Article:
¡Muchas gracias!

This month we ended our time serving with the Mennonite Central Committee (MCC) as coordinators of the Refugee Project in the Mennonite Church of Quito, Ecuador. And, with this final reflection, we also close out our blog. Thanks for reading along!

For the past two years we have worked with persons forced mainly from Colombia by violence and direct threats. We also traveled on numerous occasions to various parts of Colombia with MCC to deepen our understanding of the conflict and meet with local communities working for peace and resisting displacement.

In the Refugee Project we sought simply to be there when the refugees arrived, to be witnesses of hospitality—and to respond to their questions and needs best we could with the limited resources we had.

Just a few weeks before our departure we hosted a colleague to evaluate our work and to provide observations and suggestions to help the Mennonite Church guide their proposal to continue the Refugee Project. She spoke with us, church members, representatives of partner organizations and, most importantly, refugees.

On a personal level the visit afforded us an opportunity to reflect on our work.

For us, guiding questions for our work had been: How are we living out the Gospel holistically? What does it mean to be a welcoming community? While providing basic material support how are we responding to the emotional and spiritual needs in a way respectful of one’s freedom and dignity?

During her visit the evaluator asked us an intriguing question: When are the moments when you feel most alive and engaged in your work? We felt most animated when we were relating with the refugees as people, not just as recipients of aid. We felt most alive when we opened up spaces that built community and celebrated holidays and life’s moments, such as birthdays, weddings and baby showers. The evaluator shared that the refugees she interviewed responded very much in the same way. “We feel like humans, not numbers,” one refugee said. “We receive spiritual nourishment,” said another. And another added that the church is a “safe space where we can let down our guard.”

The evaluation affirmed our perspective that accompanying displaced people in a holistic way means providing for both their physical and emotional/spiritual needs while also respecting their dignity, freedom and agency, considering that the traumatic experience of being forcibly uprooted from one’s home can create a sense of loss of control.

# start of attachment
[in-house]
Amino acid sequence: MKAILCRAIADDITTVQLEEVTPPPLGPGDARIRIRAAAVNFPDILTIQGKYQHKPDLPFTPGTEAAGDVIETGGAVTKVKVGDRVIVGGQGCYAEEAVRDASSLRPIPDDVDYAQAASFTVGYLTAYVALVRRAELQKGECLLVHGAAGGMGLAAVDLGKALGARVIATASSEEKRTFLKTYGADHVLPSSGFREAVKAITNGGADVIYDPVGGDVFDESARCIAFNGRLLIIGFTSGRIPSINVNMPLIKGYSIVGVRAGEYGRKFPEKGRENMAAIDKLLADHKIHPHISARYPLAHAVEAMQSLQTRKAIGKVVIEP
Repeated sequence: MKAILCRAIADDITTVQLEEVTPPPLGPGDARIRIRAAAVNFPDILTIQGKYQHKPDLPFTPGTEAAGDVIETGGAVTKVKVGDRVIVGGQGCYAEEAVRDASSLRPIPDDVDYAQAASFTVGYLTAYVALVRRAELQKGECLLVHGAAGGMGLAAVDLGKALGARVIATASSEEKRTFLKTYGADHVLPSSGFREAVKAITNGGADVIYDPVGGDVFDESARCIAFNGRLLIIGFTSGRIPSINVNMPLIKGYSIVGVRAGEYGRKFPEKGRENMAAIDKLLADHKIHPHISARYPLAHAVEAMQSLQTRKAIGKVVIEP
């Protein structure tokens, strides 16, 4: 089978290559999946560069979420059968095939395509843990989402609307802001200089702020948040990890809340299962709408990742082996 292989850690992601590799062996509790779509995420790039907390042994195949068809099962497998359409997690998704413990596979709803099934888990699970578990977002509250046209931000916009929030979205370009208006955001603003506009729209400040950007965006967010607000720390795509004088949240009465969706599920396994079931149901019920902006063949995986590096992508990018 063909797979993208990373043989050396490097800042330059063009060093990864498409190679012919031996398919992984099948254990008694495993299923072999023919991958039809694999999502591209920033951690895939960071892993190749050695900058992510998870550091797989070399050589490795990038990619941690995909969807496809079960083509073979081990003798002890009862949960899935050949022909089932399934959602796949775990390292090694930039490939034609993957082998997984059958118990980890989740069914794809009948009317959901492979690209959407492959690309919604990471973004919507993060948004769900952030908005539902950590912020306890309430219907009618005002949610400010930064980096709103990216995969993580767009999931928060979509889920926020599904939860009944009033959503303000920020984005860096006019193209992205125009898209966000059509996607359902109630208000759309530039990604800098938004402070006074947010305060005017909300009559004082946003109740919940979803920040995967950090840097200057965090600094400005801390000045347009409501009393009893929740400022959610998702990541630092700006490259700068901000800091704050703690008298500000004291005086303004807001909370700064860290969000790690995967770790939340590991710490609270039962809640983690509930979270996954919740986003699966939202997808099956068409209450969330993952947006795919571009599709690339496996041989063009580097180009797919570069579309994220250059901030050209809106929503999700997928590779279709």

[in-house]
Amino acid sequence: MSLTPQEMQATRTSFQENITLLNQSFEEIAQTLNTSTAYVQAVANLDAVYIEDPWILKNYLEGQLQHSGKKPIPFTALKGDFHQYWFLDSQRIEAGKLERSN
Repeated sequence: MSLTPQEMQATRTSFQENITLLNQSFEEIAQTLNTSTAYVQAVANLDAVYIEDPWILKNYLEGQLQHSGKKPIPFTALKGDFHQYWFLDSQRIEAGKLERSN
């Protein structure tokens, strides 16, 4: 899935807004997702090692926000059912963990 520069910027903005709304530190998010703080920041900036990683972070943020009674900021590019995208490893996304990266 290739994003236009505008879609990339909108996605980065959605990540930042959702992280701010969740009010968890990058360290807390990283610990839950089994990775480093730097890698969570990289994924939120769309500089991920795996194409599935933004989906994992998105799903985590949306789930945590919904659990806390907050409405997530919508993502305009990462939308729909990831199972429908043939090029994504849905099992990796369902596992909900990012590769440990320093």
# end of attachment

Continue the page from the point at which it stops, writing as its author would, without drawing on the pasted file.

As we transition out of our roles and the Mennonite Church continues driving the work of the Refugee Project, larger transitions loom ahead. Recently, the Colombian government and the FARC signed a bi-lateral ceasefire making a peace agreement all the more likely. What impact will this development have on the flow of refugees into Ecuador? Will Ecuador’s policy toward refugees change? Will NGOs remain or will they leave? These are important questions for the Mennonite Church in Quito as they continue to discern their ministry to forced migrants.

We are profoundly grateful for having had the privilege to serve with MCC and to accompany refugees in Ecuador. More than just an experience, the work planted deep into the soil of our hearts the seeds for an ongoing commitment to walk alongside the dispossessed, the marginalized, the peacemakers and the blessed, wherever we find ourselves called.

Leaving is never easy, but the transition is made easier by the memories made and the friendships formed, and by the hope of meeting again.

Throughout our time in Ecuador and Colombia, a quotation from Henri Nouwen’s book ¡Gracias! accompanied us:

“Whatever my experience in Latin America will bring to me, it will be a part of my body formed in love and will reverberate in all its members.”

¡Muchas gracias a todas y todos!

Tibrine & David

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